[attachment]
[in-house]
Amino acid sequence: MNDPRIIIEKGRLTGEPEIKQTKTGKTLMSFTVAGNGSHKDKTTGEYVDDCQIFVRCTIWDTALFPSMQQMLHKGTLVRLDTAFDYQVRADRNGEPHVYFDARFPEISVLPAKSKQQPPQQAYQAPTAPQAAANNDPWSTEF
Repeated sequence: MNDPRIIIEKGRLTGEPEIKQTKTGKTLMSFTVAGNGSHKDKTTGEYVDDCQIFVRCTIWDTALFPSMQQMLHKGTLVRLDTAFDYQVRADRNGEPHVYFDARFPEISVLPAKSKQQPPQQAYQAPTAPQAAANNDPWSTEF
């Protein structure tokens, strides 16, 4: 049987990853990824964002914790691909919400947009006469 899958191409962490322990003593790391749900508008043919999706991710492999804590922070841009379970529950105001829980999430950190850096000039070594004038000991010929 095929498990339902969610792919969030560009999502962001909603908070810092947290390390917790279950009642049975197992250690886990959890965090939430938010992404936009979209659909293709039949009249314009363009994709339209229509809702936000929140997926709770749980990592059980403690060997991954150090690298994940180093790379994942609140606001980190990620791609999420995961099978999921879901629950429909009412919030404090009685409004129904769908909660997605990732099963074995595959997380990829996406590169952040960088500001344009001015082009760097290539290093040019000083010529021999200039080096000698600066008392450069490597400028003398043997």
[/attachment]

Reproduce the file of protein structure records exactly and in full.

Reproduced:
[in-house]
Amino acid sequence: MNDPRIIIEKGRLTGEPEIKQTKTGKTLMSFTVAGNGSHKDKTTGEYVDDCQIFVRCTIWDTALFPSMQQMLHKGTLVRLDTAFDYQVRADRNGEPHVYFDARFPEISVLPAKSKQQPPQQAYQAPTAPQAAANNDPWSTEF
Repeated sequence: MNDPRIIIEKGRLTGEPEIKQTKTGKTLMSFTVAGNGSHKDKTTGEYVDDCQIFVRCTIWDTALFPSMQQMLHKGTLVRLDTAFDYQVRADRNGEPHVYFDARFPEISVLPAKSKQQPPQQAYQAPTAPQAAANNDPWSTEF
């Protein structure tokens, strides 16, 4: 049987990853990824964002914790691909919400947009006469 899958191409962490322990003593790391749900508008043919999706991710492999804590922070841009379970529950105001829980999430950190850096000039070594004038000991010929 095929498990339902969610792919969030560009999502962001909603908070810092947290390390917790279950009642049975197992250690886990959890965090939430938010992404936009979209659909293709039949009249314009363009994709339209229509809702936000929140997926709770749980990592059980403690060997991954150090690298994940180093790379994942609140606001980190990620791609999420995961099978999921879901629950429909009412919030404090009685409004129904769908909660997605990732099963074995595959997380990829996406590169952040960088500001344009001015082009760097290539290093040019000083010529021999200039080096000698600066008392450069490597400028003398043997």